Honda City Hatchback in Malaysia – we ask LPL Rei Sakamoto on why not Jazz, no turbo engine and more

Honda City Hatchback in Malaysia – we ask LPL Rei Sakamoto on why not Jazz, no turbo engine and more

Twenty-five years on from its debut, the ASEAN-market Honda City has finally gotten a hatchback variant. The five-door model replaces the evergreen Jazz in the region as the latter becomes more sophisticated (and thus more expensive) in its fourth generation. Building the hatch model off the sedan also allows Honda to offer a sportier-looking rival to the ASEAN Toyota Yaris, itself based on the Vios.

As far as hatchback conversions go, this is as straightforward as they come, but there are still some questions. Can the City Hatchback fill a Jazz-sized hole in buyers’ hearts, and are there more changes from the sedan beyond the deletion of a separate boot? We speak to large project leader Rei Sakamoto (who, like the e:HEV RS variant’s LPL Satoru Azumi, also had a hand in developing the S660 kei roadster) as well as his translator, Honda Malaysia executive coordinator Yujiro Sugino.

Question: What is the reasoning behind the City Hatchback replacing the Jazz in the region, and is there a concern customers will miss the practicality and brand recognition of the Jazz?

Yujiro Sugino: In the Asian and Oceania region, we have a well-built brand with the City, so [we are] cultivating the brand’s legacy. The development was designed to incorporate both sedan and hatchback in order to maximise efficiency and to build both sedan and hatchback variants based on the same platform. So it was a regional decision.

The City Hatchback replaces the Jazz for the ASEAN region

The City Hatchback exceeds the practicality that the previous Jazz used to offer, plus with the development of the new City, we think we can provide more value to customers.

We’d like to point out at this juncture that the City Hatchback actually offers less boot space than the outgoing Jazz, at 289 litres versus 363. This deficit continues with the seats folded down – the City’s maximum cargo room of 841 litres trails the Jazz by a full 40 litres.

Plus, the City’s 36 mm reduction in height will likely result in lower headroom and less space to fit taller items with the base of the rear Ultra Seats tipped up. However, the City is wider than the Jazz and has a longer wheelbase, which means it should provide more legroom and shoulder room.

Q: Was the hatch planned for the City from the beginning or did the idea of a five-door come later?

YS: For the five-door development, it was incorporated from the beginning in conjunction with the four-door. Due to COVID-19, the roll-out and launch has been delayed, but the five-door has been in the planning from the beginning.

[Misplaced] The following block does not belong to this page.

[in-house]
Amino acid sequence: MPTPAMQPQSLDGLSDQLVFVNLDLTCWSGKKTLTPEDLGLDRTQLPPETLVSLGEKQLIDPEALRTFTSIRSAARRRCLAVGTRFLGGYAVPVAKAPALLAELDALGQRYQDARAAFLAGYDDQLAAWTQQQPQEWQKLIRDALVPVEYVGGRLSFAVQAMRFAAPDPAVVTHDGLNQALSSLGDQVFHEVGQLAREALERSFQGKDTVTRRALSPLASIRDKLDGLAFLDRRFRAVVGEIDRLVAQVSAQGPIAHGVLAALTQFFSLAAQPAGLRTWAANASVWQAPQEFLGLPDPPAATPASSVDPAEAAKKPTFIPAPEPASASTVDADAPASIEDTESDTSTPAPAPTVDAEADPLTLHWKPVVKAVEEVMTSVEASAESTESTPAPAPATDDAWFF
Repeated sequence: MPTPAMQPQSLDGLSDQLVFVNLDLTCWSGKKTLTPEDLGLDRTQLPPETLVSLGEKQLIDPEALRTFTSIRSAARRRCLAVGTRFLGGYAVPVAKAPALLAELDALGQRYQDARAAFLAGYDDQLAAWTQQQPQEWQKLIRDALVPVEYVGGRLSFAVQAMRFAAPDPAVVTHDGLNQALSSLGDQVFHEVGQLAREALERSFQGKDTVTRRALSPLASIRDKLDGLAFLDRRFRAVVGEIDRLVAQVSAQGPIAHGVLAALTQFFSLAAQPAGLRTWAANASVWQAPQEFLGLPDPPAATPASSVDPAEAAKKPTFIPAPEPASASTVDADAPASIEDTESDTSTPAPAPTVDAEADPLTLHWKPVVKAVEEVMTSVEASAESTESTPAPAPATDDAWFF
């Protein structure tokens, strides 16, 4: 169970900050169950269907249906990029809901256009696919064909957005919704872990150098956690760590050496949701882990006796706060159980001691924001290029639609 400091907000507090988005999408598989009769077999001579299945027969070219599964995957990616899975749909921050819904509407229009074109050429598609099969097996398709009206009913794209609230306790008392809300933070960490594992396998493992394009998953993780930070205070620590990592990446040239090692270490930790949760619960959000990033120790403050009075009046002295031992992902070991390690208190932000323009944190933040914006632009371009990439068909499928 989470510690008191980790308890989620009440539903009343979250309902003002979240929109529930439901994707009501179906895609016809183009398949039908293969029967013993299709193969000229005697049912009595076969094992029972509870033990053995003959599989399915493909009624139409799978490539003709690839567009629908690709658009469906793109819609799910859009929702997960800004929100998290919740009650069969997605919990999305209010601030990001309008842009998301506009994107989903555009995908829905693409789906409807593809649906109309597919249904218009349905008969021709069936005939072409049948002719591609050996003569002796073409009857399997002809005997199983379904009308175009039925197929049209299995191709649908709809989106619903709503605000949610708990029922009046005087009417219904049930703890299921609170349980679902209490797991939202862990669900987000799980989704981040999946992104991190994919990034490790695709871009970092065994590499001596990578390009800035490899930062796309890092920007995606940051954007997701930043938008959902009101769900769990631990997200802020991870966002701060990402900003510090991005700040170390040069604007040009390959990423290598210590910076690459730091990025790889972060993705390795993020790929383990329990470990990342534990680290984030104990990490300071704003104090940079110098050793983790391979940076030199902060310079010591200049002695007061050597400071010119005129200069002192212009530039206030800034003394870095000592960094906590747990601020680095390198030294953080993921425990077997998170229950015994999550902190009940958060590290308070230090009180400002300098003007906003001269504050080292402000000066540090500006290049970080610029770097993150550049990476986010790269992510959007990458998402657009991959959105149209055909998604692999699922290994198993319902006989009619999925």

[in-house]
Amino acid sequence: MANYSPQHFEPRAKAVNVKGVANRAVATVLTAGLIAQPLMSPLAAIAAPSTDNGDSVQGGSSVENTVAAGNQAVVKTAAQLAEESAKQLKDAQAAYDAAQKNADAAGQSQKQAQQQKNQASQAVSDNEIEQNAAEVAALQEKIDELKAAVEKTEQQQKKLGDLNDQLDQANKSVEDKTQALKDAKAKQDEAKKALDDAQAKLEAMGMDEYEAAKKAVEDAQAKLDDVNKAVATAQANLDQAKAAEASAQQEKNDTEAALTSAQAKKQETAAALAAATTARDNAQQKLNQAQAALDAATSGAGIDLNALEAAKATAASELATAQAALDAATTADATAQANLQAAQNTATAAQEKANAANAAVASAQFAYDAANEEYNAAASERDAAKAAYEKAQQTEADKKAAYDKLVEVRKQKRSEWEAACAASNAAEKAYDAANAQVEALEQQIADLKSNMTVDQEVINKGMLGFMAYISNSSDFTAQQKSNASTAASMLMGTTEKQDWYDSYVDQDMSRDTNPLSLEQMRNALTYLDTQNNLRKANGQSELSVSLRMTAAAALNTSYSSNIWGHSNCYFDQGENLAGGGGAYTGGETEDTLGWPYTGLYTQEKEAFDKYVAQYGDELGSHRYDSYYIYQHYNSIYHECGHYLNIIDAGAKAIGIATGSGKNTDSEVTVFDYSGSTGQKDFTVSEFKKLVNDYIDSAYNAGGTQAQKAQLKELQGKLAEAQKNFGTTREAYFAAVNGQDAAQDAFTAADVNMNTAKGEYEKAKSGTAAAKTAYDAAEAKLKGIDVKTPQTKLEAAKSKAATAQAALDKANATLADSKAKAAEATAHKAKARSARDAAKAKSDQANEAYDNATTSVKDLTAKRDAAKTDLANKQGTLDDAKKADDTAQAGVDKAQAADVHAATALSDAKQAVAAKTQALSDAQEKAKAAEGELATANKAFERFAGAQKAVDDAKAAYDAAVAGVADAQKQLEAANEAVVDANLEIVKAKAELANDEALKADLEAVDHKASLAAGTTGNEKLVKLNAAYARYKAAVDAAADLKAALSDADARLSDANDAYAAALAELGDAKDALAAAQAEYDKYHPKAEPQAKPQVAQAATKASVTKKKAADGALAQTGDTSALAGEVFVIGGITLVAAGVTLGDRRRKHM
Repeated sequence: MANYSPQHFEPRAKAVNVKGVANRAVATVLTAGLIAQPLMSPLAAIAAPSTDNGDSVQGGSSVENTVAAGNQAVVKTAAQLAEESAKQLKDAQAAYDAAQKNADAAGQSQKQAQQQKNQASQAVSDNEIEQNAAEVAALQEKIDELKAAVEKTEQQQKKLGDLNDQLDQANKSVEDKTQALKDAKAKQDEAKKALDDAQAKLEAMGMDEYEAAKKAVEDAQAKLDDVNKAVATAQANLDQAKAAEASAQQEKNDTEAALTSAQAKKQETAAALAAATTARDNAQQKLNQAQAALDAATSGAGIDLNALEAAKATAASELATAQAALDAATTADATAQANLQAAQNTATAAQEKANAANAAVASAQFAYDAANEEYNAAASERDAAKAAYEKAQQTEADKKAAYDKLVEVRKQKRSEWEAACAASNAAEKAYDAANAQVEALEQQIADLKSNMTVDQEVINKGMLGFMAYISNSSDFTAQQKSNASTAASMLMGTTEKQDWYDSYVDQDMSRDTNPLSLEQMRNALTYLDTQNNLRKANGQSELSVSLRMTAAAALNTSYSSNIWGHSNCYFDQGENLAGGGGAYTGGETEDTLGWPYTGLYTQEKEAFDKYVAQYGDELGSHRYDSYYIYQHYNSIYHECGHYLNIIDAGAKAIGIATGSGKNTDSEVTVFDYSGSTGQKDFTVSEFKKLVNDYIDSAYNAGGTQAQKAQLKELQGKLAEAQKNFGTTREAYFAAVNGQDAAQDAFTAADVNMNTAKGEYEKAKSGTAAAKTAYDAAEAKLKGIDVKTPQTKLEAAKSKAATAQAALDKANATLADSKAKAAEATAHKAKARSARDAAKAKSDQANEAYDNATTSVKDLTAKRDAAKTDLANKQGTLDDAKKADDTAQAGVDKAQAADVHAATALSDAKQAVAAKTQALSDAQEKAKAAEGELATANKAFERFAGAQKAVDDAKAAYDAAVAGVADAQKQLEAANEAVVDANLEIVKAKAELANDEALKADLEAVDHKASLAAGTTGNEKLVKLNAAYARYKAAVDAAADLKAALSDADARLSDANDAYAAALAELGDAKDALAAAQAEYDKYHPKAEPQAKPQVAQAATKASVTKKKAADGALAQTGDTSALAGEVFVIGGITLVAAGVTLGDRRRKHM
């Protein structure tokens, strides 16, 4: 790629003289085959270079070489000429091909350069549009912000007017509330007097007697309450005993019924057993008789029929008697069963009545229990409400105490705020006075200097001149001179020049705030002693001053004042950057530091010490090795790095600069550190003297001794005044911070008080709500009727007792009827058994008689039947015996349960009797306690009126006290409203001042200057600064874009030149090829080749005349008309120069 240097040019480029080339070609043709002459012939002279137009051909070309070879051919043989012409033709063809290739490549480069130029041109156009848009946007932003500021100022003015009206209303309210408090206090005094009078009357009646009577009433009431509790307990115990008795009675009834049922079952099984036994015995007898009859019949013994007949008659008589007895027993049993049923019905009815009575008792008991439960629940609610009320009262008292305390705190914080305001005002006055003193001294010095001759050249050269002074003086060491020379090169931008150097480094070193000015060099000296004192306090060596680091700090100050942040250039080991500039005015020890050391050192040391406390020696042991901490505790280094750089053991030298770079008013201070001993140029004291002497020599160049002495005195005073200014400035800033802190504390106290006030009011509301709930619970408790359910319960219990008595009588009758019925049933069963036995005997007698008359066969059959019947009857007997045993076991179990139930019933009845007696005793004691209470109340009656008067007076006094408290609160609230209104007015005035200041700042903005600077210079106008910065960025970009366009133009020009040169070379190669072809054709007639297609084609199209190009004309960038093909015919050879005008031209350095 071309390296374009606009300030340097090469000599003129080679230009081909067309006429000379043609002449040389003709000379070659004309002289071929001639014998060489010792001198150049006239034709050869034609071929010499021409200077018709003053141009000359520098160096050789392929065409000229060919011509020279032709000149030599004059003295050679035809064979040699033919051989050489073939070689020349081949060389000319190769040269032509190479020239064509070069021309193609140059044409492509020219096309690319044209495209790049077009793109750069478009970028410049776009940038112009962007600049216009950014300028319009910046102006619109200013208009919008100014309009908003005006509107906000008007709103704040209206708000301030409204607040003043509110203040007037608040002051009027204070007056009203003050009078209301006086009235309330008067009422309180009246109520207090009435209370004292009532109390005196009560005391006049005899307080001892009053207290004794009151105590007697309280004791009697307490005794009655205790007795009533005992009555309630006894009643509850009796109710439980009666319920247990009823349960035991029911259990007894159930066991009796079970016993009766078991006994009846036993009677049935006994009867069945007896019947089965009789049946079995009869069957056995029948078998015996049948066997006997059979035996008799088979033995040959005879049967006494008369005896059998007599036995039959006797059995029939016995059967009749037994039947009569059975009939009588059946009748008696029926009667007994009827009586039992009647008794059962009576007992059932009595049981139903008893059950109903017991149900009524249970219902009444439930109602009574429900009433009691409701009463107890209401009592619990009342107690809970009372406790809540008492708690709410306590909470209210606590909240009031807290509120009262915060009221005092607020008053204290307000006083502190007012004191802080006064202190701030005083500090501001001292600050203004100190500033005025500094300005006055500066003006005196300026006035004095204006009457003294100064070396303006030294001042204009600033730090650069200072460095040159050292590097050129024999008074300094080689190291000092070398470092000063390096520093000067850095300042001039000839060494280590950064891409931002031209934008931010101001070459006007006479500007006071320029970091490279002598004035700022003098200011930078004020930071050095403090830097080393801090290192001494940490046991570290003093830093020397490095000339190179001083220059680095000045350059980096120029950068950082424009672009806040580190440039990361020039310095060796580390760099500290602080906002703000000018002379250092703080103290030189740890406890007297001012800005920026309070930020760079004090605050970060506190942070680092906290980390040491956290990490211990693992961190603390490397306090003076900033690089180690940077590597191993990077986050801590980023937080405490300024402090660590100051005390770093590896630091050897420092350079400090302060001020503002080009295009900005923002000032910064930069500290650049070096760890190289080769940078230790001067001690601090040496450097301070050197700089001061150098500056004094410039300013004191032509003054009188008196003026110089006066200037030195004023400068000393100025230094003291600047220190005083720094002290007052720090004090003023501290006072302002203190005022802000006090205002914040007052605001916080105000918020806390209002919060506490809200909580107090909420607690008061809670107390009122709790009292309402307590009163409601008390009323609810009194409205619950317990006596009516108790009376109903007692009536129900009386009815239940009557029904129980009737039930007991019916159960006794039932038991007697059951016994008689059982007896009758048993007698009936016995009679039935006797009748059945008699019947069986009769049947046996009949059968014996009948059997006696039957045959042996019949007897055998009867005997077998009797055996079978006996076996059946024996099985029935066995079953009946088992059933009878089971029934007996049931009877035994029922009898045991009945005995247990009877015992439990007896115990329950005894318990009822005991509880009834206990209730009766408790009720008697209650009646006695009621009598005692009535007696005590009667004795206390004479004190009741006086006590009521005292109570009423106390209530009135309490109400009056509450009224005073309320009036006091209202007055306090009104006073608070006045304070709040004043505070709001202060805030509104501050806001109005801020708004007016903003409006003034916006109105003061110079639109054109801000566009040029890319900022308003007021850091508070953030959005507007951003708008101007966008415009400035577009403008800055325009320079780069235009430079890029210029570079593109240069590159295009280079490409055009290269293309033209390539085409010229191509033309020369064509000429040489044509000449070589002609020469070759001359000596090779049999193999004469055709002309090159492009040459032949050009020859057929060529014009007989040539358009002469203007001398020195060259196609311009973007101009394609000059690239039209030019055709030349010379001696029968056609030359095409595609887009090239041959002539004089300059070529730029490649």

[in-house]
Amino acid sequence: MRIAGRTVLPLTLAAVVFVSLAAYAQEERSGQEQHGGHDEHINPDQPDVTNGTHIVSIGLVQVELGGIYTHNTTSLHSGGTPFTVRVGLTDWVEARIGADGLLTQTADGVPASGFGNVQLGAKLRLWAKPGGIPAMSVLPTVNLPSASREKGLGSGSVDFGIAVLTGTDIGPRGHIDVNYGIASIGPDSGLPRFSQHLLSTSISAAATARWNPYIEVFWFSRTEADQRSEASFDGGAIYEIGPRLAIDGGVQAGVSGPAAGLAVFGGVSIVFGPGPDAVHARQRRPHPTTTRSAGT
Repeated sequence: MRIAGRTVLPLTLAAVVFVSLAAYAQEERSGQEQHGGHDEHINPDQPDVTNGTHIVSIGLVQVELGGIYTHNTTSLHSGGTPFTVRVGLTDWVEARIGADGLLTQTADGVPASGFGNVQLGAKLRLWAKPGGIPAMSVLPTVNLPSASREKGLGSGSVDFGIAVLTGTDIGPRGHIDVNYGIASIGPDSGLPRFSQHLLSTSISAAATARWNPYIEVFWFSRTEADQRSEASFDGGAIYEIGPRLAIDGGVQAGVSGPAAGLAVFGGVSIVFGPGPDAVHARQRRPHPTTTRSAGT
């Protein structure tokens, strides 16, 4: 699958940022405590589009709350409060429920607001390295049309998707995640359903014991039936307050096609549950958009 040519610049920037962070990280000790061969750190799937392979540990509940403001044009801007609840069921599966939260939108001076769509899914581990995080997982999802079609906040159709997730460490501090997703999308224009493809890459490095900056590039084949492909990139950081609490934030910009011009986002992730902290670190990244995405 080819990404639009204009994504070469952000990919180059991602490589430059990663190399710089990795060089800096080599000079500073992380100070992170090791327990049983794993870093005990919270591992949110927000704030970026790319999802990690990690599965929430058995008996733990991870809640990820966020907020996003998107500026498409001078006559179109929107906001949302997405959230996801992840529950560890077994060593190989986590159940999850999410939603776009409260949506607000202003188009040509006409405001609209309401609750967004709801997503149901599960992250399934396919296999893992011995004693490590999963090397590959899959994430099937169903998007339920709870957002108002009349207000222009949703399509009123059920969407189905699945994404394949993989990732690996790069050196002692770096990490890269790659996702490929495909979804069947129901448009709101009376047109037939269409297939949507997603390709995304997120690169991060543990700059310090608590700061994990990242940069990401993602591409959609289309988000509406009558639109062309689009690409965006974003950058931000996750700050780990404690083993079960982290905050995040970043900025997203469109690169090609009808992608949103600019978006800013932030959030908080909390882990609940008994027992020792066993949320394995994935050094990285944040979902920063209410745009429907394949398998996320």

Honda City Hatchback in Malaysia – we ask LPL Rei Sakamoto on why not Jazz, no turbo engine and more

Q: Has there been any tweaks to the suspension and chassis compared to the sedan?

Rei Sakamoto: For the handling, first of all, the components we used for the sedan and hatchback are common, but the settings are different. For the hatchback, it is intended to make it [feel] more young and active with a sporty feel.

The hatchback [also] receives the centre [fuel] tank layout which makes the front a little bit heavier compared to the sedan.

Honda also confirmed that the body-in-white is 7.3 kg lighter than the sedan’s, although the addition of the large tailgate and the Ultra Seats means that the full car is actually slightly heavier spec-by-spec. The City Hatchback also benefits from a six-per-cent increase in torsional rigidity compared to the third-generation Jazz, but the sedan version is stiffer still.

Q: Why has Honda stuck with the LaneWatch camera for the ASEAN region, whereas markets like Japan, Europe and the United States are switching to blind spot monitoring used by other carmakers?

RS: For this City’s development, requests from all countries and regions were considered along with the price positioning. That is the reason why chose to apply LaneWatch for the City.

Honda City Hatchback in Malaysia – we ask LPL Rei Sakamoto on why not Jazz, no turbo engine and more

Q: Honda City models fitted with Honda Sensing come with an electronic parking brake, which usually enables Low Speed Follow functionality for the adaptive cruise control. However, the City does not get Low Speed Follow. Why is that?

RS: If there’s a market demand and need [for the system], it will be considered, but considering the positioning of the City, we determined we would develop it without Low Speed Follow.

Q: Hatchbacks usually have a sportier image compared to sedans, so a turbocharged engine – like the one offered in Thailand – would seem an ideal power plant for the car. Why do Malaysians get a naturally-aspirated engine instead?

YS: The application of the powertrain [takes into consideration] each country’s government’s tax schemes, not only the output and performance. In Thailand we applied [the 1.0 litre turbo engine] due to the tax incentive scheme, whereas in Malaysia it was determined that the 1.5 litre i-VTEC would be best for the petrol variant.

Honda City Hatchback in Malaysia – we ask LPL Rei Sakamoto on why not Jazz, no turbo engine and more

Q: The previous City (and Jazz) Hybrid were fitted with the Intelligent Dual-Clutch Drive (i-DCD) powertrain. Why was the system discontinued after only one generation in favour of the Intelligent Multi-Mode Drive (i-MMD) for the new e:HEV model?

RS: Considering the cost and price positioning and to optimise efficiency, we determined that the two-motor hybrid system would be the [most suitable for the car].

Q: The new City gets an aftermarket touchscreen head unit instead of the OEM system found in the latest fourth-generation Jazz, which is shared with the Accord and soon-to-be-launched Civic. Was this done due to cost or were there other considerations for this?

RS: It is based on the consideration within the Asian and Oceania destinations where price is also considered.

The Honda City Hatchback was launched in Malaysia earlier this week, priced from RM75,670 to RM83,080 for the petrol variants. The e:HEV RS hybrid will be made available in early 2022, with pricing to be announced then. You can check out our video and written reviews, while full specifications and equipment can be found at CarBase.my.

GALLERY: Honda City Hatchback 1.5 V in Malaysia


GALLERY: Honda City Hatchback e:HEV RS in Malaysia

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Jonathan Lee

After trying to pursue a career in product design, Jonathan Lee decided to make the sideways jump into the world of car journalism instead. He therefore appreciates the aesthetic appeal of a car, but for him, the driving experience is still second to none.